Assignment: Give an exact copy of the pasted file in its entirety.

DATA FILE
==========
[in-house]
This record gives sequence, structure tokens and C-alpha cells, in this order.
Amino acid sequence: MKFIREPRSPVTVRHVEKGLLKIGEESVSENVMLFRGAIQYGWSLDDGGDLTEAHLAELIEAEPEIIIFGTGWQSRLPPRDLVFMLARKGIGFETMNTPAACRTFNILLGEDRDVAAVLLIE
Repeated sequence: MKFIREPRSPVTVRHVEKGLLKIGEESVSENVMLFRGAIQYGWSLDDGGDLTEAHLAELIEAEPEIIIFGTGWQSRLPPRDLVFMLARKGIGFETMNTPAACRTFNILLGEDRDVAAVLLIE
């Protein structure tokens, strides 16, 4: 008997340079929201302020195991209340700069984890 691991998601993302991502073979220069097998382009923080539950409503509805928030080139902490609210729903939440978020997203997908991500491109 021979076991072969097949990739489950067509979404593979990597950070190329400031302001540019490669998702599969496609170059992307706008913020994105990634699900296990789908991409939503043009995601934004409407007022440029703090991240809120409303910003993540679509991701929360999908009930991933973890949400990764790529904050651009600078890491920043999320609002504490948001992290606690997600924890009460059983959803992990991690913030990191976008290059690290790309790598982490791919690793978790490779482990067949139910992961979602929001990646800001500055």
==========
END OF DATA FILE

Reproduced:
[in-house]
This record gives sequence, structure tokens and C-alpha cells, in this order.
Amino acid sequence: MKFIREPRSPVTVRHVEKGLLKIGEESVSENVMLFRGAIQYGWSLDDGGDLTEAHLAELIEAEPEIIIFGTGWQSRLPPRDLVFMLARKGIGFETMNTPAACRTFNILLGEDRDVAAVLLIE
Repeated sequence: MKFIREPRSPVTVRHVEKGLLKIGEESVSENVMLFRGAIQYGWSLDDGGDLTEAHLAELIEAEPEIIIFGTGWQSRLPPRDLVFMLARKGIGFETMNTPAACRTFNILLGEDRDVAAVLLIE
């Protein structure tokens, strides 16, 4: 008997340079929201302020195991209340700069984890 691991998601993302991502073979220069097998382009923080539950409503509805928030080139902490609210729903939440978020997203997908991500491109 021979076991072969097949990739489950067509979404593979990597950070190329400031302001540019490669998702599969496609170059992307706008913020994105990634699900296990789908991409939503043009995601934004409407007022440029703090991240809120409303910003993540679509991701929360999908009930991933973890949400990764790529904050651009600078890491920043999320609002504490948001992290606690997600924890009460059983959803992990991690913030990191976008290059690290790309790598982490791919690793978790490779482990067949139910992961979602929001990646800001500055």